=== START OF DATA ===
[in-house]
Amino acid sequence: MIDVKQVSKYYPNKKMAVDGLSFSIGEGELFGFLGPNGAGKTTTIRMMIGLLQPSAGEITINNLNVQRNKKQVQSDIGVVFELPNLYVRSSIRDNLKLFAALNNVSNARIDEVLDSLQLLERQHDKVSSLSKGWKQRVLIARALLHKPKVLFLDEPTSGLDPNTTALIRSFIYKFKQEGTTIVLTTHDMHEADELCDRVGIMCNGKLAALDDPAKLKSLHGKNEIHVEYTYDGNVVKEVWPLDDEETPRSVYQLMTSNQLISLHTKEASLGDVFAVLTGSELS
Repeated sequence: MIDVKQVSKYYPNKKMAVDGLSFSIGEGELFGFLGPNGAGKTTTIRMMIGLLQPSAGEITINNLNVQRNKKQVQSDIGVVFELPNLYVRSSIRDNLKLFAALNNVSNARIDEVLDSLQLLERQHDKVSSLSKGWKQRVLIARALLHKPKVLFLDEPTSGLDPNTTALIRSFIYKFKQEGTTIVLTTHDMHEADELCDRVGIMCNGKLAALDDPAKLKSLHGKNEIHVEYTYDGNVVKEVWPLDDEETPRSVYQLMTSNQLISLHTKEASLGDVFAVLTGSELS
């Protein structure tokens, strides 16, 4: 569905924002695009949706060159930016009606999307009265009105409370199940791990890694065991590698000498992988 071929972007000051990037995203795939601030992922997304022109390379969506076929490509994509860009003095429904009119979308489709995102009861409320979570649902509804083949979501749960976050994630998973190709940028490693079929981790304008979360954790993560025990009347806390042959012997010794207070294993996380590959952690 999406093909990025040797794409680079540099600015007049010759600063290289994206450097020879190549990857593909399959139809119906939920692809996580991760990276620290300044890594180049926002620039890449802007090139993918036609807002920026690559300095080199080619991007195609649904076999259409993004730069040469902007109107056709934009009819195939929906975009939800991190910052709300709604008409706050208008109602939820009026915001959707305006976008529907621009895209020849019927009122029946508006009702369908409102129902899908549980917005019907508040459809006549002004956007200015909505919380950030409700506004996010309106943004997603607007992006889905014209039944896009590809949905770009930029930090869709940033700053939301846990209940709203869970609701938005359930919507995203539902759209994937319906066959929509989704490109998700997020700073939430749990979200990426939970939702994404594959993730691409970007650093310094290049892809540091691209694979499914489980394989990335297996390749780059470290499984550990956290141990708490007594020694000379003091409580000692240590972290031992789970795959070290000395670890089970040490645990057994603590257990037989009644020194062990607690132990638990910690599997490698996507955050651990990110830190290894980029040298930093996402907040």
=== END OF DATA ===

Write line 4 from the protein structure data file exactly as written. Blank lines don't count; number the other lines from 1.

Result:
């Protein structure tokens, strides 16, 4: 569905924002695009949706060159930016009606999307009265009105409370199940791990890694065991590698000498992988 071929972007000051990037995203795939601030992922997304022109390379969506076929490509994509860009003095429904009119979308489709995102009861409320979570649902509804083949979501749960976050994630998973190709940028490693079929981790304008979360954790993560025990009347806390042959012997010794207070294993996380590959952690 999406093909990025040797794409680079540099600015007049010759600063290289994206450097020879190549990857593909399959139809119906939920692809996580991760990276620290300044890594180049926002620039890449802007090139993918036609807002920026690559300095080199080619991007195609649904076999259409993004730069040469902007109107056709934009009819195939929906975009939800991190910052709300709604008409706050208008109602939820009026915001959707305006976008529907621009895209020849019927009122029946508006009702369908409102129902899908549980917005019907508040459809006549002004956007200015909505919380950030409700506004996010309106943004997603607007992006889905014209039944896009590809949905770009930029930090869709940033700053939301846990209940709203869970609701938005359930919507995203539902759209994937319906066959929509989704490109998700997020700073939430749990979200990426939970939702994404594959993730691409970007650093310094290049892809540091691209694979499914489980394989990335297996390749780059470290499984550990956290141990708490007594020694000379003091409580000692240590972290031992789970795959070290000395670890089970040490645990057994603590257990037989009644020194062990607690132990638990910690599997490698996507955050651990990110830190290894980029040298930093996402907040």